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Professor Chris Cooper with Stephen Metcalfe MP
In 2010, Professor Chris Cooper, Professor of Biochemistry at the University of Essex was paired with Stephen Metcalfe MP for South Basildon and East Thurrock, Mr Metcalfe is also a member of the House of Commons Science and Technology Select Committee.
Chris’ research interests include studies on the major respiratory proteins - haemoglobin, myoglobin, and cytochrome oxidase. As he explains: “these proteins interact with oxygen, from the time it is captured from the air that we breathe, to its eventual consumption in the cell to generate useful energy for the body.”
Chris describes Stephen Metcalfe MP’s visit to his lab:
“My scientific research is all about oxygen gas in biology and medicine: how we get it, how we use it and how too much of it can be a bad thing. The main reason we were in the sports centre was to get an MP on a bike and exercising! Stephen did great; Catherine Hesford, my British Olympic Association PhD student, strapped our near infrared monitor on his thigh muscle. Once I told her to drop the weights down just a bit from those she was used to using with the Olympic athletes!, Stephen was off and cycling. His data could have been a textbook example as his muscle oxygen dropped down as he exercised and came back nicely when he stopped.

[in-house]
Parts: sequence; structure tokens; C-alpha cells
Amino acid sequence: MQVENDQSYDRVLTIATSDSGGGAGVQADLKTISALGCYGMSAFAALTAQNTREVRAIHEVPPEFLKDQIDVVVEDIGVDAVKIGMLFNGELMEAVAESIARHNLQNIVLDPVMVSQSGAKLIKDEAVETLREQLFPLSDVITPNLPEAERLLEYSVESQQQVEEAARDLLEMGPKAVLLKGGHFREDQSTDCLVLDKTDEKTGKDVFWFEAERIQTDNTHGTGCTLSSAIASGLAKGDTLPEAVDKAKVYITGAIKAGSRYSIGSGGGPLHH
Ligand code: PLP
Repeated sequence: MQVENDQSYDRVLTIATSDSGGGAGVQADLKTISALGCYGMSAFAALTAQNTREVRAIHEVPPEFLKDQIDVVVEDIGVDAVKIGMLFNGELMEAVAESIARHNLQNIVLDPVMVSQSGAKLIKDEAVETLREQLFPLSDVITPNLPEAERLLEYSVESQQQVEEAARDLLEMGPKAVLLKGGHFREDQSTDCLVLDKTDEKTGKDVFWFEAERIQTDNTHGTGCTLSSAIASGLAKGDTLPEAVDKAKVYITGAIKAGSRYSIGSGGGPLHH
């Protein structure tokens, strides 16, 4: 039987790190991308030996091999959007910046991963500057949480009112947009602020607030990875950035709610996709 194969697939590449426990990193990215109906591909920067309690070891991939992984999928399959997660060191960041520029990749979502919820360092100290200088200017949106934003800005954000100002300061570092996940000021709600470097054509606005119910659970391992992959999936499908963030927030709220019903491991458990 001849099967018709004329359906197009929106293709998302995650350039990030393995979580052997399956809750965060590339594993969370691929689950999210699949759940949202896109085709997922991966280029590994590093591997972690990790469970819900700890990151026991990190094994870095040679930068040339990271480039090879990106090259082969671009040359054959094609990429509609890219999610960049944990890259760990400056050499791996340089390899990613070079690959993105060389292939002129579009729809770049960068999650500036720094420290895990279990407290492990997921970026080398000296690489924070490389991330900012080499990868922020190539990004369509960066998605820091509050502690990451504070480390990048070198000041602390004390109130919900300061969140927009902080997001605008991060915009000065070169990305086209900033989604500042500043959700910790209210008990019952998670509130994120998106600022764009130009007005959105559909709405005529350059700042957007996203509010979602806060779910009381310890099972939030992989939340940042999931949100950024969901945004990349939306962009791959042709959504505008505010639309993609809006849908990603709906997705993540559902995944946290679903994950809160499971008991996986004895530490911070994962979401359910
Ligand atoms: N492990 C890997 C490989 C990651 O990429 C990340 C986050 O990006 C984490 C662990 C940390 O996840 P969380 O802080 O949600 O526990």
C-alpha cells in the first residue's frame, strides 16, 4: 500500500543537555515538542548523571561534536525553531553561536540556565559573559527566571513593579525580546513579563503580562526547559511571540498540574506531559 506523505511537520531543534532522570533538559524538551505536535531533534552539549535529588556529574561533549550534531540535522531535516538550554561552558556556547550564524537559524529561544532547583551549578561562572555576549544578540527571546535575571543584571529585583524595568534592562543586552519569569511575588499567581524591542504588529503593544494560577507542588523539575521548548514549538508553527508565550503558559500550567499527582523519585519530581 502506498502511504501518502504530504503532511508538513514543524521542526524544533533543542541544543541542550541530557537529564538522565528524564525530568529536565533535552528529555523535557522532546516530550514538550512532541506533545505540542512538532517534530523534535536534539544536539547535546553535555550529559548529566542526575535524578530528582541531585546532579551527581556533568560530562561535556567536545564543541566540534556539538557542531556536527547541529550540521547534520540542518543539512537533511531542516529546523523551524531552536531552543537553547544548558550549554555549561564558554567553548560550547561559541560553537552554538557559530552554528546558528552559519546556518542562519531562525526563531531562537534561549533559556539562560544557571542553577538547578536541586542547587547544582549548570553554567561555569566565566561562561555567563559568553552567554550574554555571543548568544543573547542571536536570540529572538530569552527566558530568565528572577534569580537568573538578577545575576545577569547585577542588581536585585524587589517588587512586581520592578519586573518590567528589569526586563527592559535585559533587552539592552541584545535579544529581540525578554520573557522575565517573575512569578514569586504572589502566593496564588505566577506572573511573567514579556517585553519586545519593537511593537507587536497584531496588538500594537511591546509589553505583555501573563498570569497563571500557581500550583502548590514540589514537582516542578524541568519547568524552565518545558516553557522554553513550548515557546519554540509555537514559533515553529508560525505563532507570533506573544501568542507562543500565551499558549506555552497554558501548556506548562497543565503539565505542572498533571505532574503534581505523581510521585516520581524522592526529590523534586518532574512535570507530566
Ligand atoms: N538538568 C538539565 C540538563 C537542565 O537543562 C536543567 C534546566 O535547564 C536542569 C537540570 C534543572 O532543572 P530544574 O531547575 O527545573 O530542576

I also gave Stephen an overview of the work we are doing on oxygen delivery and consumption and introduced him to the range of funding sources required to keep a research group in place. He met my team and shadowed a meeting of our HaemCo research program.
Stephen then met two environmental microbiologists, Terry McGenity and Corinne Whitby. Corinne discussed environmental problems associated with accessing oil from difficult sources such as tar sands and how new microbial techniques in the department may be able to help. Terry noted his work on the Thames Estuary near the site of the Shell and BP oil refineries (near Stephen’s constituency), demonstrating the potential for oil degradation even at relatively low temperatures, and identifying which microbes were responsible for degrading which components of oil. The discussion inevitably moved onto the environmental impact of the new London Gateway super port, which ensured that the day ended with an interesting debate.”
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